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Steer Clear of Major Tax Increases

Transportation Policy Briefing

What issues are likely to take center stage during the upcoming debate over highway reauthorization?

How will the government pay for all the transportation projects it needs to fund?

How will environmental priorities mesh with the nation's infrastructure and economic needs as Congress debates highway reauthorization?

What issues are likely to come to the fore during debate over FAA reauthorization?

What does having a Democratic president and greater Democratic majorities in Congress mean for bicyclists?

As the new ranking member of the House Appropriations Subcommittee on Transportation and Housing and Urban Development, I am fully aware of the long list of national and local transportation priorities that await the consideration of Congress over the next several months following the commotion from the recent spending spree — and various other bailout measures.

Many people share my serious concerns about the state of the highway, aviation and mass-transit trust funds. It is no secret that they are all near bankruptcy, or headed in that direction.

The 2008 spike in fuel prices, coupled with the economic slowdown, triggered a large reduction in driving and, in turn, a reduction in the use of fuel. The decrease in driving directly reduced fuel tax receipts. Given that fuel taxes are the primary source of

funding the trust funds that cover highway and other transit priorities, Congress will have to figure out some method of addressing the shortfalls in a sustainable way — possibly in a transitional fashion from one source to another as we do not yet know the point at which fuel purchases will substantially increase.

Two trust fund proposals, which surface from time to time, have again been brought to the forefront: One that is certain to be pushed by some is to simply increase the federal gas tax, which has not been adjusted in more than a decade; a second revenue approach likely to be advocated is the idea of implementing road and highway tolls.

It is worth raising a caution flag to those who would blindly steer us down the path of either a regressive gas tax increase or the establishment of tolls to make up the revenue shortfalls. We must be very mindful in our pursuit of solutions to the trust fund problem, as we do not want to add additional stress on our economy or hardworking families around the country.

Fuel taxes and road tolls often hit low-income Americans the hardest. This is particularly true in rural states, where lower-income citizens tend to commute farther distances to their places of employment. Given that they are also likely to be operating older, less fuel-efficient vehicles, it is logical to conclude that regressive toll or tax increases could be devastating to rural and low-income Americans.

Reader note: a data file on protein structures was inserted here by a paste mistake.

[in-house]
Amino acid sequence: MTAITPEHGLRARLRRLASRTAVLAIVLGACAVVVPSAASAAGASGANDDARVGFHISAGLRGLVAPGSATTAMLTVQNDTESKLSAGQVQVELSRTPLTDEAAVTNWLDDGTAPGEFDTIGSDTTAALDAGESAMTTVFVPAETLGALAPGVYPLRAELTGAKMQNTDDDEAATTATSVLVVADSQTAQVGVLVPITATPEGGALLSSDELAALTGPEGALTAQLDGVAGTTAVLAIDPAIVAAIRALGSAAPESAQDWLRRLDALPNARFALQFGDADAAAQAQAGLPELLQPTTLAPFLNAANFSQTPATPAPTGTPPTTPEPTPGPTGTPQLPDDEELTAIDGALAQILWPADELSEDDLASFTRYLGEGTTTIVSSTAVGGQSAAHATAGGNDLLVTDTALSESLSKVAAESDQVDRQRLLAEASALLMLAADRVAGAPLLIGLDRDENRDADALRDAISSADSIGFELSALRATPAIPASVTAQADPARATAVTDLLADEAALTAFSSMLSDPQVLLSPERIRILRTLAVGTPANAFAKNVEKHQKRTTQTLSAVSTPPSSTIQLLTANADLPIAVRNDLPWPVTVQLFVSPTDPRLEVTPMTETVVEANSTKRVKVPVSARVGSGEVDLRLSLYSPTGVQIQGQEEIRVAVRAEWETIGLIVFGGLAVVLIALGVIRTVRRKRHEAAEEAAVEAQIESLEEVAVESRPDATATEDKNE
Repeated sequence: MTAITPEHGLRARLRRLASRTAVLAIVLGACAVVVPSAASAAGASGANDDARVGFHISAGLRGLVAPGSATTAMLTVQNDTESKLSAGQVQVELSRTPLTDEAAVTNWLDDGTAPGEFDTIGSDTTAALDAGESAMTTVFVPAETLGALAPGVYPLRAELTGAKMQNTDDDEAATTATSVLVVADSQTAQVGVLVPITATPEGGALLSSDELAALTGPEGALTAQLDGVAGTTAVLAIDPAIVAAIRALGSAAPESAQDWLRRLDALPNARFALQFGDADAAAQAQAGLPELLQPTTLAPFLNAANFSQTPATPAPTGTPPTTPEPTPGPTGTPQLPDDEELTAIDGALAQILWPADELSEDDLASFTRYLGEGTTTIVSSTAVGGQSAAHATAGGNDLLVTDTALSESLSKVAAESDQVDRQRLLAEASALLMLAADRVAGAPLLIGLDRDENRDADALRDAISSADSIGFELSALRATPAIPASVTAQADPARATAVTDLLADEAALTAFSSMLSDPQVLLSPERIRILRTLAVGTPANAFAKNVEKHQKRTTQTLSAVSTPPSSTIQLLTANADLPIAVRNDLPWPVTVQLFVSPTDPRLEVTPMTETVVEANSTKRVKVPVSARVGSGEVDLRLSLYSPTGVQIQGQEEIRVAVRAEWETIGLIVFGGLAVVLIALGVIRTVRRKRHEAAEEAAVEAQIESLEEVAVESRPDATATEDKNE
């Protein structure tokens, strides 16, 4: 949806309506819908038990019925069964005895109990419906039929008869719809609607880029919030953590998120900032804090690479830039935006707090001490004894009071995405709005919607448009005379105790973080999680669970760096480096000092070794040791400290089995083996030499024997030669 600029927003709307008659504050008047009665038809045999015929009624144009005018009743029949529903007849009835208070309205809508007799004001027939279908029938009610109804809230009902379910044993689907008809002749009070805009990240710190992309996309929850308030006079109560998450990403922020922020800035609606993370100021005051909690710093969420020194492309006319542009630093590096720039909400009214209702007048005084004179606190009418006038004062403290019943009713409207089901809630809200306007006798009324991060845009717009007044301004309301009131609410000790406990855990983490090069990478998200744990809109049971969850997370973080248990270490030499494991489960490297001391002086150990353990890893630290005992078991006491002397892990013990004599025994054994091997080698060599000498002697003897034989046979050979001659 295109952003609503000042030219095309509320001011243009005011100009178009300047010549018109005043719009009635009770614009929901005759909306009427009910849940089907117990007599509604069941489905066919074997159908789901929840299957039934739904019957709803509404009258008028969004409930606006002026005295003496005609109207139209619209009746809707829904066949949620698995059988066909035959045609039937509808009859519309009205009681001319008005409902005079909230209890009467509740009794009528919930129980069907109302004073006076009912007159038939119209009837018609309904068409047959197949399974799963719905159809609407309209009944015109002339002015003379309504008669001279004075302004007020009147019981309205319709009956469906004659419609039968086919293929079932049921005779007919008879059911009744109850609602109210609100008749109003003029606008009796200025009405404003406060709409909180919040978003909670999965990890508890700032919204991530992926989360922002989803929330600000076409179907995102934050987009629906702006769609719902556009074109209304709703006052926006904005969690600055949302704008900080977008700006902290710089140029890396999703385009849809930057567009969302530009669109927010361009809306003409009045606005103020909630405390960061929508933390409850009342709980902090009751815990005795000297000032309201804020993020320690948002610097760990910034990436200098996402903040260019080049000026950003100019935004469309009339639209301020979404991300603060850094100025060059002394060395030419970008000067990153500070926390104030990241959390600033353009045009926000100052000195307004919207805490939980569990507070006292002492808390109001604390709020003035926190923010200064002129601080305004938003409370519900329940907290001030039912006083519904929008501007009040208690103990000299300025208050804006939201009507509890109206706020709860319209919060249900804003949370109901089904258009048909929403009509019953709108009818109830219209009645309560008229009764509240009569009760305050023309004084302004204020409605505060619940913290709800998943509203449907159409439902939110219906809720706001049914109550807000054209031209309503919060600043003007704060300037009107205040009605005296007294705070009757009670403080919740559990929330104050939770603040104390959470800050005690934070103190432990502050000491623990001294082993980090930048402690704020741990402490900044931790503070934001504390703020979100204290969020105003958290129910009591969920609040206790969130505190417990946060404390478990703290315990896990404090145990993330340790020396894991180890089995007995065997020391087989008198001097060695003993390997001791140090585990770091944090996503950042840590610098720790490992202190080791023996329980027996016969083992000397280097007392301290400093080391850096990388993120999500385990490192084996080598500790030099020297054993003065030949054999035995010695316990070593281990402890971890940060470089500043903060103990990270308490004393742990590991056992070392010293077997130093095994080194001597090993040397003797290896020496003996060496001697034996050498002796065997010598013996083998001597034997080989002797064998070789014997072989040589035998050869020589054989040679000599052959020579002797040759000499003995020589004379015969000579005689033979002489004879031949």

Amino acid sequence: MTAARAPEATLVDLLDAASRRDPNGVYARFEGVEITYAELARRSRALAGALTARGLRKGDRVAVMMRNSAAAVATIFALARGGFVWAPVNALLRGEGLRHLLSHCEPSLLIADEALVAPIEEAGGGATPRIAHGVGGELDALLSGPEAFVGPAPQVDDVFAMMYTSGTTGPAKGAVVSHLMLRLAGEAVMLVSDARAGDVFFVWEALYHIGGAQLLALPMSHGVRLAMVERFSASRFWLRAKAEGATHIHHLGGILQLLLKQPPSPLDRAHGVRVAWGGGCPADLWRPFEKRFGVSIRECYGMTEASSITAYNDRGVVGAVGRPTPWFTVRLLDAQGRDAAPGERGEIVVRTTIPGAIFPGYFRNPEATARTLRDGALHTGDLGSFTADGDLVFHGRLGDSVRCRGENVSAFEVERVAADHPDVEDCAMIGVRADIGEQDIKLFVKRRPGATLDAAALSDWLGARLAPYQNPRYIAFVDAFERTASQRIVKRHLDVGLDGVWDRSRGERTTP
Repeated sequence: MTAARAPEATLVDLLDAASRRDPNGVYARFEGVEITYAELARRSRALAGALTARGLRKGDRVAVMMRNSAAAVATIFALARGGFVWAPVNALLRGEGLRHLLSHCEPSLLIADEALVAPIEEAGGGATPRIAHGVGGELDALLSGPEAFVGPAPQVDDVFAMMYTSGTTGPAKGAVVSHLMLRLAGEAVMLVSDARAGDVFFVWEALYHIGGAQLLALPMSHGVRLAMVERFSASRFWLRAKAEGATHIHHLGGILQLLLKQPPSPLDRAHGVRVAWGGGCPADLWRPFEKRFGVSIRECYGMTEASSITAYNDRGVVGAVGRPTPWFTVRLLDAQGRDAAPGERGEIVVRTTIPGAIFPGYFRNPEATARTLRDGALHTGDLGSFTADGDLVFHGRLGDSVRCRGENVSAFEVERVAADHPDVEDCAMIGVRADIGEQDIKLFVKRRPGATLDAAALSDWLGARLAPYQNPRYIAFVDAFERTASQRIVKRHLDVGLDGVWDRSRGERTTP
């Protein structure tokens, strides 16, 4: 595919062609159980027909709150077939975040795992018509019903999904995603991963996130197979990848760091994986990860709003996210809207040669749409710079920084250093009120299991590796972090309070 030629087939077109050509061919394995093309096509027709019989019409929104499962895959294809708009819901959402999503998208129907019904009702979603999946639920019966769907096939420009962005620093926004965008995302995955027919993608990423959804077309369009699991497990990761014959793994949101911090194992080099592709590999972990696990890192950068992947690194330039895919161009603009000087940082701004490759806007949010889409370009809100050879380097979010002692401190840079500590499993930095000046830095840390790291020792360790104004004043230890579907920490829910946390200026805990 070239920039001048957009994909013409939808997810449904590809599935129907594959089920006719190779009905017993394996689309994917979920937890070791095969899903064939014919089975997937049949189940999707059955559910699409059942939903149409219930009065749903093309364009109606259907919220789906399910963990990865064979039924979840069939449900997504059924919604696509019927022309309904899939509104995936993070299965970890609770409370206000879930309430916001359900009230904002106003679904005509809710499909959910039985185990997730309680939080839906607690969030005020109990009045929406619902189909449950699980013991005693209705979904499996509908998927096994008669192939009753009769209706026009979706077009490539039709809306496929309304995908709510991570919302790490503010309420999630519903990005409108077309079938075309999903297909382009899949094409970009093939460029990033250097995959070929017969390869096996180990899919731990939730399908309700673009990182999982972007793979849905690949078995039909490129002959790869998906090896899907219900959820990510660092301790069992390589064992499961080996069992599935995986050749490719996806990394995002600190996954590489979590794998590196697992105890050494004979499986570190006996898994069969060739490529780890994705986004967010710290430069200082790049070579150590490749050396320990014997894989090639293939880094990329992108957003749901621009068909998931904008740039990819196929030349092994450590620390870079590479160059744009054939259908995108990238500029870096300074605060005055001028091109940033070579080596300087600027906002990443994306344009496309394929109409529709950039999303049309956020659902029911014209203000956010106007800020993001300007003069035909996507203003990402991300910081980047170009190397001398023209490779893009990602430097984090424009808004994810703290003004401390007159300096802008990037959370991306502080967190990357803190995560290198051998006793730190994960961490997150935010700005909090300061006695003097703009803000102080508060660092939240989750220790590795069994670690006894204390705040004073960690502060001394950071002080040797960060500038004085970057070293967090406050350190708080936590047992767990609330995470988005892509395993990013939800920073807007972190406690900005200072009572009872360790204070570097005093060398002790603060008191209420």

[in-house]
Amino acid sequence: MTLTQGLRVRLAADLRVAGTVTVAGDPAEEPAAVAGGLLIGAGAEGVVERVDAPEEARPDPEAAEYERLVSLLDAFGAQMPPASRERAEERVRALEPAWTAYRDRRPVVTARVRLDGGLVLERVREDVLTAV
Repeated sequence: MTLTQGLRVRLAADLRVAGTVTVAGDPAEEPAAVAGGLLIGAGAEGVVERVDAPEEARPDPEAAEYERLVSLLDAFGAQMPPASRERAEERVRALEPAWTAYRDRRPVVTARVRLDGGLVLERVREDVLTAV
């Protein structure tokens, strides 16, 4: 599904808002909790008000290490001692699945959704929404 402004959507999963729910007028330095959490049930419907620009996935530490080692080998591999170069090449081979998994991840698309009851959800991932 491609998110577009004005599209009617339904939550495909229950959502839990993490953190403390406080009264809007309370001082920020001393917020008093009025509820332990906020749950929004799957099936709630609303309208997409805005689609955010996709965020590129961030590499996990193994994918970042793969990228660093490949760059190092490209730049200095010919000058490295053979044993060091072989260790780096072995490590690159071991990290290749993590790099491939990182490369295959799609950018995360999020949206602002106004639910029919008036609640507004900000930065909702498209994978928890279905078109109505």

As an Iowan, I will try to contribute to the upcoming debate an added perspective on the ways in which reduced revenues to the Highway Trust Fund affect the flexibility of funding rural transportation concerns. Iowans and other rural residents know all too well that the stability of the rural transportation infrastructure is the lifeline for fast and efficient transportation of agricultural products within and beyond state borders.

An important debate that will take place during the highway bill reauthorization process is the way in which we can best address national versus state and local priorities. In light of the Urban Partnership grants created by former Transportation Secretary Mary Peters and the National Surface Grant program that the Senate added to the economic stimulus measure, I believe that we may see a greater emphasis on fixing “national” issues with federal transportation funds. Even with an expected focus on those projects that are deemed national priorities, it is important to be mindful of the ways in which the direction of moneys to different areas will affect the ability to prioritize and provide needed funds for state and local projects.

Turning to an issue that Congress failed to address in a timely manner last year, the reauthorization of the Federal Aviation Administration, I believe that it is important that Congress make substantive progress on next- generation aviation planning and funding. Within any new policy, we should include some accommodation for smaller airports in the less-populated areas of the country, as these airports represent an important component in the economic strength and vitality for these and surrounding communities. One of my interests in this debate is whether there are new and different ways to help smaller, but still viable airports, in dealing with their facility and equipment issues. At a minimum, smaller airports must be able to access adequate federal assistance, particularly for airport safety projects.

Finally, I believe that, in any aviation debate, we must include a discussion about the future of our nation’s air traffic control systems. I hope that we can begin to lay the groundwork to ensure the safest and most efficient control system in the world in the not-too-distant future.

Rep. Tom Latham (R-Iowa) is ranking member of the House Appropriations Subcommittee on Transportation and Housing and Urban Development.

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